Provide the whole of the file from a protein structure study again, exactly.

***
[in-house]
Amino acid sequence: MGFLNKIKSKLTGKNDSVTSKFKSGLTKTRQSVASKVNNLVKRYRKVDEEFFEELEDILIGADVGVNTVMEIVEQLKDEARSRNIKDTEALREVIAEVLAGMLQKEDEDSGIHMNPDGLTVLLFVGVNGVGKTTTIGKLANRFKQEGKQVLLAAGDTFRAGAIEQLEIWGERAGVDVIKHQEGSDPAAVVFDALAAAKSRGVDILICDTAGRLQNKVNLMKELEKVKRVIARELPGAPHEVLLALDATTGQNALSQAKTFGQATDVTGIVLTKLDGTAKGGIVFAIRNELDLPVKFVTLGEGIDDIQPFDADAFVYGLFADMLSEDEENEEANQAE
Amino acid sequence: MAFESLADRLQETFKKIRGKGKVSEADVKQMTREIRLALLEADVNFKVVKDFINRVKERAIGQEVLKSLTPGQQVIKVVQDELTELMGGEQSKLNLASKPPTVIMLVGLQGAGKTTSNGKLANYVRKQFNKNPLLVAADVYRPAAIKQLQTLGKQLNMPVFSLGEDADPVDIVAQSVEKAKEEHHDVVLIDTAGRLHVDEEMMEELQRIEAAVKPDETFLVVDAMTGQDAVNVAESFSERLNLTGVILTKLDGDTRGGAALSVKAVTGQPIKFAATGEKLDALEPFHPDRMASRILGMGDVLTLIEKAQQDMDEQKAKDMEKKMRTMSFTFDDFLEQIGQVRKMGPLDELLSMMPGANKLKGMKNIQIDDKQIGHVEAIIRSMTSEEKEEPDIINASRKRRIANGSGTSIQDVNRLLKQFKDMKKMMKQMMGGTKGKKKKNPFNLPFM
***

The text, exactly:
[in-house]
Amino acid sequence: MGFLNKIKSKLTGKNDSVTSKFKSGLTKTRQSVASKVNNLVKRYRKVDEEFFEELEDILIGADVGVNTVMEIVEQLKDEARSRNIKDTEALREVIAEVLAGMLQKEDEDSGIHMNPDGLTVLLFVGVNGVGKTTTIGKLANRFKQEGKQVLLAAGDTFRAGAIEQLEIWGERAGVDVIKHQEGSDPAAVVFDALAAAKSRGVDILICDTAGRLQNKVNLMKELEKVKRVIARELPGAPHEVLLALDATTGQNALSQAKTFGQATDVTGIVLTKLDGTAKGGIVFAIRNELDLPVKFVTLGEGIDDIQPFDADAFVYGLFADMLSEDEENEEANQAE
Amino acid sequence: MAFESLADRLQETFKKIRGKGKVSEADVKQMTREIRLALLEADVNFKVVKDFINRVKERAIGQEVLKSLTPGQQVIKVVQDELTELMGGEQSKLNLASKPPTVIMLVGLQGAGKTTSNGKLANYVRKQFNKNPLLVAADVYRPAAIKQLQTLGKQLNMPVFSLGEDADPVDIVAQSVEKAKEEHHDVVLIDTAGRLHVDEEMMEELQRIEAAVKPDETFLVVDAMTGQDAVNVAESFSERLNLTGVILTKLDGDTRGGAALSVKAVTGQPIKFAATGEKLDALEPFHPDRMASRILGMGDVLTLIEKAQQDMDEQKAKDMEKKMRTMSFTFDDFLEQIGQVRKMGPLDELLSMMPGANKLKGMKNIQIDDKQIGHVEAIIRSMTSEEKEEPDIINASRKRRIANGSGTSIQDVNRLLKQFKDMKKMMKQMMGGTKGKKKKNPFNLPFM